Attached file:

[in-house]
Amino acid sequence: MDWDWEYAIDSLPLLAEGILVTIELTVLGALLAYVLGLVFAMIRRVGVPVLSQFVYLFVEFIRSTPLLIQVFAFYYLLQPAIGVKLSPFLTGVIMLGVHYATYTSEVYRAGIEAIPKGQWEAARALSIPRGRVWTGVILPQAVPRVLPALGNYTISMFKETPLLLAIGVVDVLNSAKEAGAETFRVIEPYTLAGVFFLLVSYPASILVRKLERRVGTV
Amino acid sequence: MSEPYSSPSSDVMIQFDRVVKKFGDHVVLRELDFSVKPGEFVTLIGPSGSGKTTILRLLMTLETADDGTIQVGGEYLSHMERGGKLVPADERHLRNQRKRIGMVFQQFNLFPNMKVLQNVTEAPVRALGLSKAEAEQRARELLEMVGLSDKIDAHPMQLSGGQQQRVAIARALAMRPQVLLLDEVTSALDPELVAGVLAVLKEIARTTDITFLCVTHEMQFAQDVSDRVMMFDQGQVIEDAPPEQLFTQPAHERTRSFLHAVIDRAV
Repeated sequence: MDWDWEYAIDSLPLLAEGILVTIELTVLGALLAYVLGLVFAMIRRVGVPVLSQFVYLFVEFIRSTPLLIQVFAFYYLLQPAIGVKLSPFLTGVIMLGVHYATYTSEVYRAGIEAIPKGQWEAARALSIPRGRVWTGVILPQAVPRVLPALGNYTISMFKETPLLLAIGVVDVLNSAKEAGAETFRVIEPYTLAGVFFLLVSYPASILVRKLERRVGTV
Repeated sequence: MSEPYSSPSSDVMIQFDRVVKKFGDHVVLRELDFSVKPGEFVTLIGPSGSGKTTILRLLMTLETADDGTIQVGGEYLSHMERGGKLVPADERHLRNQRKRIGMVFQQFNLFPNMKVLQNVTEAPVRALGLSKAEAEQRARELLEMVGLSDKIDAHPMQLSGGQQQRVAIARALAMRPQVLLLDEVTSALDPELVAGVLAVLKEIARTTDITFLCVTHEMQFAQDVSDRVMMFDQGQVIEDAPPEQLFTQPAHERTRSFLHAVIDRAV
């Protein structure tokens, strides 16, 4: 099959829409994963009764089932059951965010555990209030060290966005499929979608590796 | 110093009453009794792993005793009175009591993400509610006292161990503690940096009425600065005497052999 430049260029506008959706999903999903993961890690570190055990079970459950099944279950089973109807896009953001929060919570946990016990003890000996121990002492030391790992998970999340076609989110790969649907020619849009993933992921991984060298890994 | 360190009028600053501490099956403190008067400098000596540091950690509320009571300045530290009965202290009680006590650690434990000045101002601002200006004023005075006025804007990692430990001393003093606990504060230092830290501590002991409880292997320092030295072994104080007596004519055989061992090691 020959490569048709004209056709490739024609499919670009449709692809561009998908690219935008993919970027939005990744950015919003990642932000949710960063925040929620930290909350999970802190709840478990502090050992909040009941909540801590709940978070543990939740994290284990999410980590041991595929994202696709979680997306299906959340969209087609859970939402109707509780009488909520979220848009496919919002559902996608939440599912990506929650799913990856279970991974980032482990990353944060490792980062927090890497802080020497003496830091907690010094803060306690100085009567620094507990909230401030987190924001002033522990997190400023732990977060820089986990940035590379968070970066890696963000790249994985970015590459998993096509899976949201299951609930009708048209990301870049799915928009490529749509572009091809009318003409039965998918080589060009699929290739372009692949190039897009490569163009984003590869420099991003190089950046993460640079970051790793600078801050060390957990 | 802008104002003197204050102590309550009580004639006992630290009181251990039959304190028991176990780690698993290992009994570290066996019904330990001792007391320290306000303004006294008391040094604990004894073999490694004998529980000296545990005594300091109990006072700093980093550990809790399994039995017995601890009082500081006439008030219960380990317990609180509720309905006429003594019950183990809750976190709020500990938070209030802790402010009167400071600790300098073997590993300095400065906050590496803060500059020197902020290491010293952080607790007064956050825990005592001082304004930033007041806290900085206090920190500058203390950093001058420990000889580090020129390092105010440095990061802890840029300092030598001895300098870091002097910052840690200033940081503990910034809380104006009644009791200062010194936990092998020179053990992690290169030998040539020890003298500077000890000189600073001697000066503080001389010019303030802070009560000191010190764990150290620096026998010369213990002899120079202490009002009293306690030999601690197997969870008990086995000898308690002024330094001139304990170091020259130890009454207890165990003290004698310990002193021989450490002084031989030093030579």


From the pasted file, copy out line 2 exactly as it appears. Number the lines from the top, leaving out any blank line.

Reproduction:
Amino acid sequence: MDWDWEYAIDSLPLLAEGILVTIELTVLGALLAYVLGLVFAMIRRVGVPVLSQFVYLFVEFIRSTPLLIQVFAFYYLLQPAIGVKLSPFLTGVIMLGVHYATYTSEVYRAGIEAIPKGQWEAARALSIPRGRVWTGVILPQAVPRVLPALGNYTISMFKETPLLLAIGVVDVLNSAKEAGAETFRVIEPYTLAGVFFLLVSYPASILVRKLERRVGTV